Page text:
The Joan Shorenstein Center on the Press, Politics and Public Policy, located at Harvard’s Kennedy School of Government, recently announced its spring fellows.
“With the presidential campaign already in overdrive, it is especially appropriate that this spring the Shorenstein Center will be extra heavy in political expertise and campaign savvy,” said Alex Jones, director of the center.
The Shorenstein Fellows will work on research projects while at the center. The 2007 spring fellows are as follows:
Linda Douglass, former chief Capitol Hill correspondent at ABC News, will be the first Kalb Fellow at the Shorenstein Center. She will examine network and cable news coverage of the immigration debate.
Ellen Goodman, Pulitzer Prize-winning columnist, will be a Goldsmith Fellow at the Shorenstein Center. Her research will address the question of a new gender gap in the news media and the Internet.
Mark Halperin, political director of ABC News and founder and editor of “The Note,” ABCNews.com, will be a joint visiting fellow with the Institute of Politics and Shorenstein Center.
Michael Maier, founder and CEO of the German company Blogform Publishing, will be the Shorenstein Center’s Sagan Fellow. His research will examine the changes in the media industry and in politics owing to blogs, user-generated content, social media, and Internet newspapers.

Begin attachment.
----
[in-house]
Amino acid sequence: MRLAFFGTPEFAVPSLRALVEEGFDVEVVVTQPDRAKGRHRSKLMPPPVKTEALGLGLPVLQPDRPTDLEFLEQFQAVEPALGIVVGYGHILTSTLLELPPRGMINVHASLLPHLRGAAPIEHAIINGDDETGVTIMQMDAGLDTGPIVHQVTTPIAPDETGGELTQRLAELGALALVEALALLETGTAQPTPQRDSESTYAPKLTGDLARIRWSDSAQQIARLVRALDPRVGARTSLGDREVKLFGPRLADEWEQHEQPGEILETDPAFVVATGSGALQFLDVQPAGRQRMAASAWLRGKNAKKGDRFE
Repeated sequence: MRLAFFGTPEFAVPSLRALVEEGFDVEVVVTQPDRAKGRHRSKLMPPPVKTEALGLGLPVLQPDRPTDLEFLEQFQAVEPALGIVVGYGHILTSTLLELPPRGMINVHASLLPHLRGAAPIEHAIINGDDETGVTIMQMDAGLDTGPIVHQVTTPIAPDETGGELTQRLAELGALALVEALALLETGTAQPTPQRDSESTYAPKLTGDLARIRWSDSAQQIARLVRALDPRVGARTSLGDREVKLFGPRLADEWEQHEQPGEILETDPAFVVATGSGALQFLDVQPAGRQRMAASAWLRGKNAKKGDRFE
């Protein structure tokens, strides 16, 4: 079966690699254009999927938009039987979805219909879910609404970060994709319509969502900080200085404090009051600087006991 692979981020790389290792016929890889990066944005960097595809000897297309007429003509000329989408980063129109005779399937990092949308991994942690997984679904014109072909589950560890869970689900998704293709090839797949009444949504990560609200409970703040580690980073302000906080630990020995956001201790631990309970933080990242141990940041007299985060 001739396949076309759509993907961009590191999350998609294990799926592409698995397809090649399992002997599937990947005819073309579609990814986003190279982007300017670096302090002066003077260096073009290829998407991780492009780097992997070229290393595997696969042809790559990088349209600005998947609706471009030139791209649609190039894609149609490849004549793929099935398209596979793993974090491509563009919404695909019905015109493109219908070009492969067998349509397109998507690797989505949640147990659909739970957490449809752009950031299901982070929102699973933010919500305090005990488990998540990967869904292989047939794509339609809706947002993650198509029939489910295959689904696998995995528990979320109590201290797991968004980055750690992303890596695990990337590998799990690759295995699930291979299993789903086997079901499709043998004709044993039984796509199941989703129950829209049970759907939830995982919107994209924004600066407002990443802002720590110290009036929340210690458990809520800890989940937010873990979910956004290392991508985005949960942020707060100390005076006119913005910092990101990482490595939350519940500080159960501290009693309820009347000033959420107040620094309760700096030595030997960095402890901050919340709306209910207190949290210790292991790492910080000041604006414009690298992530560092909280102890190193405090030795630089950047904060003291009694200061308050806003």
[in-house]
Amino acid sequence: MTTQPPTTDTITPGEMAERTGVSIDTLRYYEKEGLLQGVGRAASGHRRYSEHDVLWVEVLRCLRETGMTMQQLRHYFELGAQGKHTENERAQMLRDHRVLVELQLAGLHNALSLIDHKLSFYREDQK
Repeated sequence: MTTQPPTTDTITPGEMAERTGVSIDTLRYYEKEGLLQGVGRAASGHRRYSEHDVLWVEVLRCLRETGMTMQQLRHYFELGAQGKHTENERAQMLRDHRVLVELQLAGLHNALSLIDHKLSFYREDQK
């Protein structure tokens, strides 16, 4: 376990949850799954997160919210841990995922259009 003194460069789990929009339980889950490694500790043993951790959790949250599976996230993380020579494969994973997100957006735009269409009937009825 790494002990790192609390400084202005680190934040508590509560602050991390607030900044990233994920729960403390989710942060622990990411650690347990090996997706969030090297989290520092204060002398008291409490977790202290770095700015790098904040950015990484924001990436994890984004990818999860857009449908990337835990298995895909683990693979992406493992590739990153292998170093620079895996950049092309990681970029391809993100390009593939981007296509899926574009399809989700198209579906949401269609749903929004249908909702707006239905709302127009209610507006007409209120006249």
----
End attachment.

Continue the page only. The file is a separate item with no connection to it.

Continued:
Elizabeth Stein is a doctoral student in political science at the University of California, Los Angeles. Her research will examine political activists’ use of the media to gauge government tolerance and assess the risk of participation in anti-regime activities and authoritarian rule.
In addition, Mark McKinnon, chief media adviser to President George W. Bush during the 2000 and 2004 election campaigns, will be an adjunct lecturer in public policy. McKinnon will teach “Modern Political Communications: From the White House to the Blogosphere.”
The Joan Shorenstein Center on the Press, Politics and Public Policy is a Harvard research center dedicated to exploring the intersection of press, politics, and public policy in theory and practice. The center strives to bridge the gap between journalists and scholars and, increasingly, between them and the public.